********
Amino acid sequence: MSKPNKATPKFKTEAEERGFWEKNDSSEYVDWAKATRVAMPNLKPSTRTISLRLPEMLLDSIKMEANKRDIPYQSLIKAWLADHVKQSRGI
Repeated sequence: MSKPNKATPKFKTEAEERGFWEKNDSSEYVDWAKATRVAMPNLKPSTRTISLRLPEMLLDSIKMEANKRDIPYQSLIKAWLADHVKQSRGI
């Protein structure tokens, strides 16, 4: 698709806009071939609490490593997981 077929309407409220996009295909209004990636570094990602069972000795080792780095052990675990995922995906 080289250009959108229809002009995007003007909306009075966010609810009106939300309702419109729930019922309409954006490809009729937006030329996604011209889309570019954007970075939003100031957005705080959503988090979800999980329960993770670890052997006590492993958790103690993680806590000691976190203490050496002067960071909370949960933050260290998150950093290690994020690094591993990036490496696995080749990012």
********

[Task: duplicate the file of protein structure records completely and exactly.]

Amino acid sequence: MSKPNKATPKFKTEAEERGFWEKNDSSEYVDWAKATRVAMPNLKPSTRTISLRLPEMLLDSIKMEANKRDIPYQSLIKAWLADHVKQSRGI
Repeated sequence: MSKPNKATPKFKTEAEERGFWEKNDSSEYVDWAKATRVAMPNLKPSTRTISLRLPEMLLDSIKMEANKRDIPYQSLIKAWLADHVKQSRGI
């Protein structure tokens, strides 16, 4: 698709806009071939609490490593997981 077929309407409220996009295909209004990636570094990602069972000795080792780095052990675990995922995906 080289250009959108229809002009995007003007909306009075966010609810009106939300309702419109729930019922309409954006490809009729937006030329996604011209889309570019954007970075939003100031957005705080959503988090979800999980329960993770670890052997006590492993958790103690993680806590000691976190203490050496002067960071909370949960933050260290998150950093290690994020690094591993990036490496696995080749990012």